Darwinian evolution has no goal to increase or decrease the total bio mass, though
• it must have increased in the first period after life started on earth
• the maximum biomass is determined by the changing availability resources of energy and materials
• having reached a maximum, it may fluctuate below that.
The Gaia hypothesis (which has weaker and stronger forms) adds a layer in top of Darwinian evolution.
Many read it as science; but it is included here as an example of pseudo science.
“The Gaia hypothesis is that organisms interact with their inorganic surroundings on Earth
to form a synergistic, self-regulating, complex system that helps to maintain and perpetuate the conditions for life on the planet.
It was formulated by the chemist James Lovelock and co-developed by the microbiologist Lynn Margulis in the 1970s.
Later refinements aligned the Gaia hypothesis with ideas from fields such as Earth system science, biogeochemistry and systems ecology.” (edited from the Wikipedia 26/08/17 entry)
The opposing Medea hypothesis was proposed in 2009 - that life has highly detrimental (biocidal) impacts on planetary conditions.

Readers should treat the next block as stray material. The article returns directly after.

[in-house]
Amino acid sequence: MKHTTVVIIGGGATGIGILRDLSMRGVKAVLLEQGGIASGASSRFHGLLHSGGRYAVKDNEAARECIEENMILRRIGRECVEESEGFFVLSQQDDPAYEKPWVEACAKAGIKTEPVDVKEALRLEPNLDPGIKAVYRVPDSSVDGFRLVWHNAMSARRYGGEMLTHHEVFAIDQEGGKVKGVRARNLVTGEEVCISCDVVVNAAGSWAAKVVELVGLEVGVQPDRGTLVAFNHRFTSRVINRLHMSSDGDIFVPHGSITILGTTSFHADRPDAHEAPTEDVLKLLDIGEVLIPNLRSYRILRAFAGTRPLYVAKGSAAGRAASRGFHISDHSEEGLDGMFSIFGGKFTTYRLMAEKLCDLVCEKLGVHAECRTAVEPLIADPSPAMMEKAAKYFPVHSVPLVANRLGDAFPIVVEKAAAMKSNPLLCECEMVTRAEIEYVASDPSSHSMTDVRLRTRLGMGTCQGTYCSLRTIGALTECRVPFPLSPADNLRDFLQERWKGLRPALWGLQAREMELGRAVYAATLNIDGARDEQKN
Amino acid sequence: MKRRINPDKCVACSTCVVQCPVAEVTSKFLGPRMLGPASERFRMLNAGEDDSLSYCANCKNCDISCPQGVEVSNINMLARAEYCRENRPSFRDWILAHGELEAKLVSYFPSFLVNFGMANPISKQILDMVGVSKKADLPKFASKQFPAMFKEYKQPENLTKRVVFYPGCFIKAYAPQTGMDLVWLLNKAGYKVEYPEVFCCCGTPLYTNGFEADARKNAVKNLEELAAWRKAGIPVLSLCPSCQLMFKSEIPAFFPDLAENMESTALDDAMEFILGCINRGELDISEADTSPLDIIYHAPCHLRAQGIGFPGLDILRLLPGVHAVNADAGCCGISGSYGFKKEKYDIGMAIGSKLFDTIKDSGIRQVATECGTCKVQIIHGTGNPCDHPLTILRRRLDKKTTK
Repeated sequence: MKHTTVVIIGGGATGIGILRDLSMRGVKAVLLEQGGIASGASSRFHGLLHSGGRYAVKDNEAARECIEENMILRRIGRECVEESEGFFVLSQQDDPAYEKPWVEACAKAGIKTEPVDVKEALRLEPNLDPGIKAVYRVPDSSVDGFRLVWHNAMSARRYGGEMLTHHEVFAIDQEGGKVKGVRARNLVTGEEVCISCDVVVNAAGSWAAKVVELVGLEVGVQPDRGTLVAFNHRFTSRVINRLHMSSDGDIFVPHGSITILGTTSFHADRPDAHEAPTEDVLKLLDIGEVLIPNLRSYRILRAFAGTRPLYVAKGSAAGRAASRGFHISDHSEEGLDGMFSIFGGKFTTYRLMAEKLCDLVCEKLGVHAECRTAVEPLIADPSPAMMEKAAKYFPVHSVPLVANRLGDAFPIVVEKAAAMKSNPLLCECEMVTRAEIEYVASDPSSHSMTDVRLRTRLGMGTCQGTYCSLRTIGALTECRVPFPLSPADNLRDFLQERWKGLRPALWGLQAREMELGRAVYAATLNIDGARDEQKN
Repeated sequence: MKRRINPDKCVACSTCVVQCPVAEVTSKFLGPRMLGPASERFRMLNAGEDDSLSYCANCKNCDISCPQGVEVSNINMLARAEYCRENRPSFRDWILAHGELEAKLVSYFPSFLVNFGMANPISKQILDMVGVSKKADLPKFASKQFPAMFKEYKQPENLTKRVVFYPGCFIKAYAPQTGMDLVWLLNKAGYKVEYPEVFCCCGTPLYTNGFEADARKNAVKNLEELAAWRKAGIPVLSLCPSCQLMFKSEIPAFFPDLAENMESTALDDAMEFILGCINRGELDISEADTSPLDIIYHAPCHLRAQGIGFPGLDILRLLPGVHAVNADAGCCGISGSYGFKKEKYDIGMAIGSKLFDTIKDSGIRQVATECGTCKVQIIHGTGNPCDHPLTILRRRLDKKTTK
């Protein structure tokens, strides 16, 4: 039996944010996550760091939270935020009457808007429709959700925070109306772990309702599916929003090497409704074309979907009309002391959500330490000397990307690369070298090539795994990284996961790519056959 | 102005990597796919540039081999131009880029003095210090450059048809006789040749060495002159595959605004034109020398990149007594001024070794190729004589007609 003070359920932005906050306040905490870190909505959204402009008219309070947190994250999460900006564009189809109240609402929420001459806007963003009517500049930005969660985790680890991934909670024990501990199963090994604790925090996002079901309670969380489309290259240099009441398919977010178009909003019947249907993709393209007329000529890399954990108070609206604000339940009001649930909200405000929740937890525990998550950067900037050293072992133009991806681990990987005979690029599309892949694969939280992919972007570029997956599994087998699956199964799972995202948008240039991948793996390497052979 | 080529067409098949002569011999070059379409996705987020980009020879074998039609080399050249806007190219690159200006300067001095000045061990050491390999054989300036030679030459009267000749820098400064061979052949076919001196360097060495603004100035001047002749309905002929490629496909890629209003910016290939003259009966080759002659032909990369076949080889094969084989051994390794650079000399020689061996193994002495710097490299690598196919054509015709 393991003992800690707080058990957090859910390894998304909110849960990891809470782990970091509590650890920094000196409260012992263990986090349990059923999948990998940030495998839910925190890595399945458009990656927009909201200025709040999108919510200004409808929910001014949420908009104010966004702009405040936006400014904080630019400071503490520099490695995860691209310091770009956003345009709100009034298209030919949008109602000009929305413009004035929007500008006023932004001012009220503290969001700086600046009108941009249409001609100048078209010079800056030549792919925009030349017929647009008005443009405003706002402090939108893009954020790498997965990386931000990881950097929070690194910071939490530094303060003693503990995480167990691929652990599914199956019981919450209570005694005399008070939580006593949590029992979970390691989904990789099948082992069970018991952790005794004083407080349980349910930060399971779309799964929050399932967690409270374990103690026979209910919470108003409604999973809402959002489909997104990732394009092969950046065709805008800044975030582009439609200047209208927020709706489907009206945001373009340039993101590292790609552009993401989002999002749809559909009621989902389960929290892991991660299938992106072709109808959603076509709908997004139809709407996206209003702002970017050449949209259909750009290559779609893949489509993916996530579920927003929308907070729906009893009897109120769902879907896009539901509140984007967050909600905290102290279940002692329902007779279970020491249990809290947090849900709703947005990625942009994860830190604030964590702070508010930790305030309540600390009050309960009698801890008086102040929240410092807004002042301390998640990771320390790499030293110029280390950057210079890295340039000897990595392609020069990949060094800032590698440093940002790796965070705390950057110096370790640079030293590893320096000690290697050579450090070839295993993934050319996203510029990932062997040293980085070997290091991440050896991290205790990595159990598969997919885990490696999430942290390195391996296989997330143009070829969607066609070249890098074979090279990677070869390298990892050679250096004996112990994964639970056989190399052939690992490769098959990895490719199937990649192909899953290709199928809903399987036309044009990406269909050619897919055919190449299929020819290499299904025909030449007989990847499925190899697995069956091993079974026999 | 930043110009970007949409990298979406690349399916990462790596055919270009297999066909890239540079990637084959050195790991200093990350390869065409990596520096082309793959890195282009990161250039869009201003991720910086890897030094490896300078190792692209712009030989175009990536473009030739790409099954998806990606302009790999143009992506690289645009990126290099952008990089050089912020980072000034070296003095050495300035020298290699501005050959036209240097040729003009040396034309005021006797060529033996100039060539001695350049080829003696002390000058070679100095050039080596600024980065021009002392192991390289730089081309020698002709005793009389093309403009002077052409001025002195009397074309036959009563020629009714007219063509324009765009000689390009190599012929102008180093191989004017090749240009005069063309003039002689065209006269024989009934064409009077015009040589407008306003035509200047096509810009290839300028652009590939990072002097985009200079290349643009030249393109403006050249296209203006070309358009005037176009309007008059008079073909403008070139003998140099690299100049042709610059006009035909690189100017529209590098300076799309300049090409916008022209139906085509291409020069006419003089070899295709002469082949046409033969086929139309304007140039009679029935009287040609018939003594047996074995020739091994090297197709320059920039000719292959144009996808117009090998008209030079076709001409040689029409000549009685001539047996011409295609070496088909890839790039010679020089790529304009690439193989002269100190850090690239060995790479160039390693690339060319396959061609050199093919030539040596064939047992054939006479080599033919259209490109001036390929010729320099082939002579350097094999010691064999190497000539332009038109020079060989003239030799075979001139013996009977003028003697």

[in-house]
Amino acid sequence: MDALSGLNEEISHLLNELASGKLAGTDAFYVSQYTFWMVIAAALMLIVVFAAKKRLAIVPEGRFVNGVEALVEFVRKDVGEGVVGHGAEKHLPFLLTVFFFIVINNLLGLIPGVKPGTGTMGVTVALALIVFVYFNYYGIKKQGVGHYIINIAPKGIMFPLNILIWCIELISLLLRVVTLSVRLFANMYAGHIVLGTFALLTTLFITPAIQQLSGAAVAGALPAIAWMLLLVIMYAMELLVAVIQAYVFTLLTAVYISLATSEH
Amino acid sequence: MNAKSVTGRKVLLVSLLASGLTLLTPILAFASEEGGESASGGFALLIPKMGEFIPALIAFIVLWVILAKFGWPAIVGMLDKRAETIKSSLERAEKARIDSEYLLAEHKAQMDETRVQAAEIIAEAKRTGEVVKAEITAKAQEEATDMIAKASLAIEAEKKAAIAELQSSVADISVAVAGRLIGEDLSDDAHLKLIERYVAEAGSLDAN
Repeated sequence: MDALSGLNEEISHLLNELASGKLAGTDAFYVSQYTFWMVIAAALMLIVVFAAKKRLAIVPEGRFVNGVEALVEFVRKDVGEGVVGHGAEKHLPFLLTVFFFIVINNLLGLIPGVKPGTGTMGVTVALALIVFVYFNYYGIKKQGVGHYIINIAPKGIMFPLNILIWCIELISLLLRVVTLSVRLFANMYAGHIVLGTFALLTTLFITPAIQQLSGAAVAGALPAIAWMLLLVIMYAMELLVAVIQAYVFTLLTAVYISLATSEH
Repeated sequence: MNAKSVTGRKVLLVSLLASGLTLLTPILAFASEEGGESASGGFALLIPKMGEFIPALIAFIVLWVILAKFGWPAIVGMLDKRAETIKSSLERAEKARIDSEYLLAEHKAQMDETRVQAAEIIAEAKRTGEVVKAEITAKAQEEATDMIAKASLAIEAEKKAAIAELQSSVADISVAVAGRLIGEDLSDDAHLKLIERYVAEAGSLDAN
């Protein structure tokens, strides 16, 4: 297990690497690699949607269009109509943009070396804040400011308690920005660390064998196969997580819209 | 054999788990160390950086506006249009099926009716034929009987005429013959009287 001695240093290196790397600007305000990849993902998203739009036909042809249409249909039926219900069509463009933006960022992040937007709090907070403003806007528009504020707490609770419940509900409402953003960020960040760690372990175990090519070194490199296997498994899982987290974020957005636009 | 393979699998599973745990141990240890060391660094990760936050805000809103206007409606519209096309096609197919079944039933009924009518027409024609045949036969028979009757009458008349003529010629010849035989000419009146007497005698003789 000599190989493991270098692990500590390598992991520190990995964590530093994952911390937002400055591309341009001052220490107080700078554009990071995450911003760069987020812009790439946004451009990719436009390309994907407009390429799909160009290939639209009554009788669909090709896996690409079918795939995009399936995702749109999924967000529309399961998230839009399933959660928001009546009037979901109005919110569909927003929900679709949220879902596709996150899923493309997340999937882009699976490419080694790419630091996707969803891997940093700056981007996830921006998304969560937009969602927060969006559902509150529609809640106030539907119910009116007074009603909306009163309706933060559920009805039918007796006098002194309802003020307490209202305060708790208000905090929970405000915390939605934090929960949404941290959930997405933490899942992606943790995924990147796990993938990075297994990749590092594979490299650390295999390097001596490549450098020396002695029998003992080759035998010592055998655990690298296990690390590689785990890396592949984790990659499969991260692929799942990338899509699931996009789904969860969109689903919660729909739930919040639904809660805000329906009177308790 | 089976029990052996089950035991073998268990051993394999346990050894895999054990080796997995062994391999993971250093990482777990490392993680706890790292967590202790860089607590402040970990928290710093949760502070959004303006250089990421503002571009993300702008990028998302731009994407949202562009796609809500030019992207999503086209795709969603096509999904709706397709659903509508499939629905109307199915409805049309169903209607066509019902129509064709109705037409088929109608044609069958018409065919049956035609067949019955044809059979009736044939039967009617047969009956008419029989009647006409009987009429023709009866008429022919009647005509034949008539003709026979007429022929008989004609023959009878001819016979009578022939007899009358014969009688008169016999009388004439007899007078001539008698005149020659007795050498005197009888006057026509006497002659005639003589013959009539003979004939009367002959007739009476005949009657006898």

The point here is not to favour either Gaia or Medea hypothesis; it is to question their credentials as science.
Are they provable or disprovable?
Are they needed to explain something?
Can they be used to predict something that can be tested?
One reader writes of what may be called the weak Gaia hypothesis.
“[It] is an explanation of why the Earth’s temperature has remained within a very narrow band given the luminosity variations of sun over geological time.
The hypothesis is that there are life dependent feedback loops in ecosphere that are responsible for this restricted variation of temperature.
Darwinian evolution is one way in which this could be achieved.
Indeed, the first formal explanatory model put forward by Lovelock and Watson, Daisy World, was a model based on Darwinian selection.
The point being that Darwinian selection is a sufficient mechanism to realise the required temperature regulation.”
If Darwinian evolution is enough explanation, shouldn’t Occam's razor be applied?